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History of Rome (Ab Urbe Condita) by Livy
Translated by Rev. Canon Roberts
Book XXIV Chapter 20: The Romans conquer a few cities. Hannibal moves against Tarentum.[214 BC]
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At the same time that the consuls retired from Casilinum, their object having been accomplished, Gracchus, who was in Lucania, sent, under a prefect of the allies, some cohorts which he had levied in that country to ravage the lands of the enemy. These, as they were straggling in a careless manner, Hanno surprising, retorted upon his enemy a defeat not much less disastrous than he had himself received at Beneventum, and then hastily retired to the territory of the Bruttians, lest Gracchus should overtake him. Of the consuls, Marcellus returned to Nola, whence he had come, Fabius proceeded to Samnium to waste the lands, and recover by force the cities which had revolted. The Samnites of Caudium suffered the severest devastation; their fields were laid waste by fire for a wide extent, and both men and cattle were conveyed away as booty. The towns of Compulteria, Telesia, Compsa, Melae, Fulfulae, and Orbitanium, were taken by storm. Blandae, belonging to the Lucanians, and Aecae to the Apulians, were taken after a siege. Twenty-five thousand of the enemy were captured or slain in these towns, and three hundred and seventy deserters recovered; who, being sent to Rome by the consul, were all of them beaten with rods in the comitium, and thrown down from the rock. Such were the achievements of Fabius within the space of a few days. Ill health detained Marcellus from active operations at Nola. The town of Accua also was taken by storm, during the same period, by the praetor Quintus Fabius, whose province was the neighbourhood of Luceria; he also fortified a stationary camp at Ardonea. While the Romans were thus employed in different quarters, Hannibal had reached Tarentum, utterly destroying every thing whichsoever way he went. In the territory of Tarentum, the troops at length began to march in a peaceable manner. There nothing was violated, nor did they ever go out of the road; it was evident that this was done not from the moderation of the soldiery, or their general, but to conciliate the affections of the Tarentines. However, on advancing almost close to the walls without perceiving any movement, which he expected would occur on the sight of his vanguard, he pitched his camp about a mile off the city. Three days before the arrival of Hannibal, Marcus Livius, who had been sent by Marcus Valerius, the propraetor, commanding the fleet at Brundusium, had enlisted the young nobility of Tarentum, and stationing guards at every gate, and round the walls, wherever circumstances made it necessary, had kept such a strict watch both by day and night, as to give no opportunity for making any attempt either to the enemy or doubtful allies. On this account several days were consumed there to no purpose, when Hannibal, as none of those who had come to him at the lake Avernus, either came themselves or sent any letter or message, perceiving that he had carelessly followed delusive promises, moved his camp thence. Even after this he did not offer any violence to the Tarentine territory, not quitting the hope of shaking their allegiance to the Romans, though his simulated lenity had hitherto been of no advantage to him; but as soon as he came to Salapia he collected stores of corn there from the Metapontine and Heraclean lands; for midsummer was now past, and the situation pleased him as a place for winter quarters. From hence the Moors and Numidians were detached to plunder the territory of Sallentum, and the neighbouring woods of Apulia, from which not much booty of any other sort was obtained, but principally droves of horses, four thousand of which were distributed among his horsemen to be broken.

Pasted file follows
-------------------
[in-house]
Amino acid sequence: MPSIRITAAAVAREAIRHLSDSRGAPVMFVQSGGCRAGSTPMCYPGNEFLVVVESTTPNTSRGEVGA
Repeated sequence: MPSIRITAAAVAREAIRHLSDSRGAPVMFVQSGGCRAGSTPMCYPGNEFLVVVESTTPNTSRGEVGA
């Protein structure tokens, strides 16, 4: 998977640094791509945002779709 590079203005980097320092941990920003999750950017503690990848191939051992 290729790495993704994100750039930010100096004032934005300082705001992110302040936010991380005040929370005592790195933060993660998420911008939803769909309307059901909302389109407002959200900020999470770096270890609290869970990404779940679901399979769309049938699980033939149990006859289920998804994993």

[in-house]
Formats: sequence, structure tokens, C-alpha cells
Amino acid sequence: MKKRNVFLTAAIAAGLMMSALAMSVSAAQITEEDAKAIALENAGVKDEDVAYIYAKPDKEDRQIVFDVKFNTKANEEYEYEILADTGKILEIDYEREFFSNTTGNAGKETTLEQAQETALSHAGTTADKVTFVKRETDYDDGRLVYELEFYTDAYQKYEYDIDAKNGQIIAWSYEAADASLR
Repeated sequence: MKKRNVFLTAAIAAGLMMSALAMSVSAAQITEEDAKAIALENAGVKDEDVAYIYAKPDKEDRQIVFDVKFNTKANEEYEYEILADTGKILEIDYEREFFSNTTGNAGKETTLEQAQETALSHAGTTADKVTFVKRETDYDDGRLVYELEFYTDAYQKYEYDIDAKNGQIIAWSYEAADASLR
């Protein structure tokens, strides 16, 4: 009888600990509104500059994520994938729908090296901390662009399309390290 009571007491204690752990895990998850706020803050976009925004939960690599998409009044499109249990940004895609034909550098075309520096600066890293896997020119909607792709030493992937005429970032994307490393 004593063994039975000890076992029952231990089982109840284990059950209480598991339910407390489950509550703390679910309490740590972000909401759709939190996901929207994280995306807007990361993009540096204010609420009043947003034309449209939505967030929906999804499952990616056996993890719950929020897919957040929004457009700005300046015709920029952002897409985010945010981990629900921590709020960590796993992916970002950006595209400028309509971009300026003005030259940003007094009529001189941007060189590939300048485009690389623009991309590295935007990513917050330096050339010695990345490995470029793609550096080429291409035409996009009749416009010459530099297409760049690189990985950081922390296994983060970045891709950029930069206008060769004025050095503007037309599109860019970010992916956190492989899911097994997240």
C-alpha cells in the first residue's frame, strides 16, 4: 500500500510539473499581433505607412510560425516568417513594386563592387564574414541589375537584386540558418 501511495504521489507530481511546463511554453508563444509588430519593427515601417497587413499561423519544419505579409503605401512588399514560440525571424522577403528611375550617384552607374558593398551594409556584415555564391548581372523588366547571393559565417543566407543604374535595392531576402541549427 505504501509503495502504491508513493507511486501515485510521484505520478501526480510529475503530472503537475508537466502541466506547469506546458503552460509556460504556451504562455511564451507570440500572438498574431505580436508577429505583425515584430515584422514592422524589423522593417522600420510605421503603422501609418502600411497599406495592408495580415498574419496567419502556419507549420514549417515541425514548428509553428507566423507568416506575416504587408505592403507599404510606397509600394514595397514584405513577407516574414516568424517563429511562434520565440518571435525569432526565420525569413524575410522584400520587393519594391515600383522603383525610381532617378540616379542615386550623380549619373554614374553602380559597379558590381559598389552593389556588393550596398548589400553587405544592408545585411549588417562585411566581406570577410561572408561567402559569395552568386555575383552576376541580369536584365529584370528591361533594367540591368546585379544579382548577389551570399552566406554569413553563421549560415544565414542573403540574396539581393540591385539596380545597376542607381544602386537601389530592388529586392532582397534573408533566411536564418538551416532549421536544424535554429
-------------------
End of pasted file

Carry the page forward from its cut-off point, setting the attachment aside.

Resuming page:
Event: Actions in Italy in 214 BC